In March, the Office of Fair Trading announced that car prices at many dealers were dictated by manufacturers. Christopher MacGowan of the Retail Motor Industry Federation said: "Prices that are set by manufacturers do have undue influence over dealers."

John Bridgeman, director general of the OFT, said: "It is clear that the market isn't working properly." The matter is now being investigated by the Monopolies Commission.

The industry is not only under attack in Britain. German consumers, who enjoy lower prices than the British, have also discovered that cars are cheaper elsewhere in Europe and started buying cars when on holiday in Portugal and Italy. Manufacturers have tried to stop such behaviour.

In January, the European Commission fined Volkswagen a record pounds 69m because its Italian dealers were not being allowed to sell Golfs and Passats to Germans. Now the Commissioners are investigating DaimlerChrysler, whose dealers in Germany, Belgium, the Netherlands and Spain have reportedly been unable to sell for export. Renault also faces an investigation after its Irish dealers refused to sell cars to British customers.

The European Commission has set out to eliminate price differentials on cars across Europe. To some extent, it has been frustrated by very high national taxes on new cars registered in the Netherlands and Denmark. Nevertheless, the so-called "block exemption" for car dealers remains clearly in the commission's sights. This exem- ption frees authorised dealers from competition law and in effect protects the geographic monopoly of a dealership. This enables the manufacturer to sustain list pricing.

The Trade and Industry Committee has called for the exemption to be revoked. The Commission is not likely to disagree. Professor Rhys thinks this would rapidly create a free car market on the Continent. He said: "The block exemption stops arbitrage between markets. Eliminating it would allow movement between markets across the continent. With the euro allowing clear signals, price harmonisation would happen in the very short term."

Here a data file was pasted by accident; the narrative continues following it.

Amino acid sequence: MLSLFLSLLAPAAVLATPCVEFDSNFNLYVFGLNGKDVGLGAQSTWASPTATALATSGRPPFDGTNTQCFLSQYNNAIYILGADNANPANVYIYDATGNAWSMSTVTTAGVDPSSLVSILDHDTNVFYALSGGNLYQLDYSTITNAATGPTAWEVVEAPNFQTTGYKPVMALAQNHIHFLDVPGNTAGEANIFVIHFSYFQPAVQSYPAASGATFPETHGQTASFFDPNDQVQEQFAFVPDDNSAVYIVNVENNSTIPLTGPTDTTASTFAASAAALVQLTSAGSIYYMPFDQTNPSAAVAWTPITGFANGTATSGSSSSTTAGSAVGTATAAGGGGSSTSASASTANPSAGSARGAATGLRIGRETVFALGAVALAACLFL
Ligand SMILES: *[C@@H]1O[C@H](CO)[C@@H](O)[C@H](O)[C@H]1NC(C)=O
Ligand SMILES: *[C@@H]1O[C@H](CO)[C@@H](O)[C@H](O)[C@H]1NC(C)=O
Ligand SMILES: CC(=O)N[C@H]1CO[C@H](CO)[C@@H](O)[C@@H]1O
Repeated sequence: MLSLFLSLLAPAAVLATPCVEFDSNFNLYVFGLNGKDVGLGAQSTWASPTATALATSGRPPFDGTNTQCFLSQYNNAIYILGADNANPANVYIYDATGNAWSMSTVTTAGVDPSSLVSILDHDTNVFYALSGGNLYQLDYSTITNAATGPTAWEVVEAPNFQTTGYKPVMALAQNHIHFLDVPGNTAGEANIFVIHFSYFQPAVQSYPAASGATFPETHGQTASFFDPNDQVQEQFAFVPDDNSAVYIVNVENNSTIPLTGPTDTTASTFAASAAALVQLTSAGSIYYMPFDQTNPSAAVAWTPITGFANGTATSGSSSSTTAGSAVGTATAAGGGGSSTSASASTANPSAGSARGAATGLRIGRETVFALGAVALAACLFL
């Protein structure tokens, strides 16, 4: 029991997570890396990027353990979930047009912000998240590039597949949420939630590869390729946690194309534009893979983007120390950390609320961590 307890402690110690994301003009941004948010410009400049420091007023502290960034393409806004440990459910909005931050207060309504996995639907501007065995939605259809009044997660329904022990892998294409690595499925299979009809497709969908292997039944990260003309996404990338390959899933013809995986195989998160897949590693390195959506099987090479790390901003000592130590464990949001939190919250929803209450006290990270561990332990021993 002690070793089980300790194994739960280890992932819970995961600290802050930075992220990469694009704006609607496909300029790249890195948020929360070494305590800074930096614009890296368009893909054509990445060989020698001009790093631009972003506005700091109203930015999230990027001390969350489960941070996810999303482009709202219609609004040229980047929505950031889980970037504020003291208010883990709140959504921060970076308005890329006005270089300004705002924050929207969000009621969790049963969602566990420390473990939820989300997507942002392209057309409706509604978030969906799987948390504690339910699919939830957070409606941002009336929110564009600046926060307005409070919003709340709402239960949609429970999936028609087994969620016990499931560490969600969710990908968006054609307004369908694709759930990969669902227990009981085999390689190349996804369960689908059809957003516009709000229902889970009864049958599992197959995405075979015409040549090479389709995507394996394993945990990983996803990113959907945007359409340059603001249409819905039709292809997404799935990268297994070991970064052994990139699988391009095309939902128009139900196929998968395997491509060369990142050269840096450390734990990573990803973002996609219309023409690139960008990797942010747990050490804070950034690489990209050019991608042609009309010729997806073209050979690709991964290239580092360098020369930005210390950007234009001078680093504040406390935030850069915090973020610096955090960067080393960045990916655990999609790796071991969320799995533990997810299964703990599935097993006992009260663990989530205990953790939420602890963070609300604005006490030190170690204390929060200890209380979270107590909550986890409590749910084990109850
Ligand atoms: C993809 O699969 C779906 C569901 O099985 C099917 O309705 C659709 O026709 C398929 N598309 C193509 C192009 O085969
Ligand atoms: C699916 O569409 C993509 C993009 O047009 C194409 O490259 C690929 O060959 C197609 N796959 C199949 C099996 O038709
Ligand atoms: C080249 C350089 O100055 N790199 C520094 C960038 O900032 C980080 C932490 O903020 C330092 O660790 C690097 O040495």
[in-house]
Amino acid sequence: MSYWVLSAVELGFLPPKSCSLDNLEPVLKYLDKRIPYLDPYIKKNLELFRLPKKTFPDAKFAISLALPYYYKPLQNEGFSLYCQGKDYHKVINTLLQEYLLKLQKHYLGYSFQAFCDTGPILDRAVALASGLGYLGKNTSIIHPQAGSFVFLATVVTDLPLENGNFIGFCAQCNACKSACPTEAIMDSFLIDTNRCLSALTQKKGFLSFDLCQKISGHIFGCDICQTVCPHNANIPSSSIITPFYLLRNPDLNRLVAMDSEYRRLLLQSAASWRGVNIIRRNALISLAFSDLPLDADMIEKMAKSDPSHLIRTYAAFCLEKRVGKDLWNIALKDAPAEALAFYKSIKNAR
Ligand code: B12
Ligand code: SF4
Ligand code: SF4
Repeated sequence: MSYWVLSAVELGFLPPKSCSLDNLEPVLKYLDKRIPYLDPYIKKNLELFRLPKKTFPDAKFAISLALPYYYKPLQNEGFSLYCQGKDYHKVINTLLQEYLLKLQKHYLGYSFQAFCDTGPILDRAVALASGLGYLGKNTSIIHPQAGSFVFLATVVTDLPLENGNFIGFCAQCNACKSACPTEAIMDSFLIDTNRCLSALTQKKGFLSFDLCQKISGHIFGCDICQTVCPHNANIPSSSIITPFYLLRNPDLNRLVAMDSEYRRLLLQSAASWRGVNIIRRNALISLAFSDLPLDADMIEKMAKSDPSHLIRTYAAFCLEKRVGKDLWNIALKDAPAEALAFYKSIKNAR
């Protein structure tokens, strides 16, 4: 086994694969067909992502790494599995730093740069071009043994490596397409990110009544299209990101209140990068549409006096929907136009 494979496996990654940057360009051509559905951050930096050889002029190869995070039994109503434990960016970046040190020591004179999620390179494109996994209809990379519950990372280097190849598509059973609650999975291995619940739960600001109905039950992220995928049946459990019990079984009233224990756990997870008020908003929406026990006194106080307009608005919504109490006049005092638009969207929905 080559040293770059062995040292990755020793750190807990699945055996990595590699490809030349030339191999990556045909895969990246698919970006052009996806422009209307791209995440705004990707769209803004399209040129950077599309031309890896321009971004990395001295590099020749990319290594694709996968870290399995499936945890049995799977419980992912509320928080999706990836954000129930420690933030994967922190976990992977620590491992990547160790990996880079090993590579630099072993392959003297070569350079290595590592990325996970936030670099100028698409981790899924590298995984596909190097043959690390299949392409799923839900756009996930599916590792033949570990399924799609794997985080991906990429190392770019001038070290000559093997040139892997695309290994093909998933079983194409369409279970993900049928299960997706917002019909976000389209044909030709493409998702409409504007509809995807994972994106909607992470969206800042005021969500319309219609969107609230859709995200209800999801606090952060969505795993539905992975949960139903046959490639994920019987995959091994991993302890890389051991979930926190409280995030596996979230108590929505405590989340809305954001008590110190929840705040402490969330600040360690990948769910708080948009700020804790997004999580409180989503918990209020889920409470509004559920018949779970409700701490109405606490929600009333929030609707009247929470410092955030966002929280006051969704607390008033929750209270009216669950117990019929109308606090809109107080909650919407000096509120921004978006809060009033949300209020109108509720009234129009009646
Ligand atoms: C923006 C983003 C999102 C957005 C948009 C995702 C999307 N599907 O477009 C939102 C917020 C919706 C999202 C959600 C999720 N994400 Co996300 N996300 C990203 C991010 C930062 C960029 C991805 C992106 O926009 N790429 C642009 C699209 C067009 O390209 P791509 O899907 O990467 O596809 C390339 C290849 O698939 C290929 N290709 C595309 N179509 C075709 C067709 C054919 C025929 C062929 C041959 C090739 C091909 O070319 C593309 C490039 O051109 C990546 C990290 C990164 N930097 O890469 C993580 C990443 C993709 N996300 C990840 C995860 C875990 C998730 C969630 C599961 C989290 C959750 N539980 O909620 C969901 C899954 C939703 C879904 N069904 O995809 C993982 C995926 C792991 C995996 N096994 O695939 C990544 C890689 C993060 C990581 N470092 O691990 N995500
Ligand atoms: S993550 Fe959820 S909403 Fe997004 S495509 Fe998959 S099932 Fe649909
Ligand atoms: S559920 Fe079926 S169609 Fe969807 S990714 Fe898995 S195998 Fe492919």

All volume car producers would lose out. But those who exploit strong positions in national markets such as Volkswagen, Ford and Fiat, would be especially sensitive to harmonised prices. General Motors has a long- standing belief in the inevitability of a European market in cars, so that its price differentials are not as great as those of its rivals.

Some price harmonisation has taken place since 1992 when the commission first started producing detailed information on car prices across Europe. Professor Rhys commented: "Forty per cent of the price harmonisation has taken place. Sixty per cent is to come."

Specialist manufacturers such as BMW do not have wide price variations across European markets. But they face the problem of sustaining the all- important price premium to the mass-market producers whose prices are declining. The premium is hard to justify when mass-market cars are becoming more luxurious but not more expensive. New models such as the Volkswagen Golf, Vauxhall Astra or Ford Focus have been launched with higher specifications than predecessor models, but not at a higher price.

Air bags, anti-lock brakes, power steering and air conditioning are becoming the norm. This is one way that manufacturers have chosen to pass on improved efficiency to the consumer. The next step is to reduce list prices.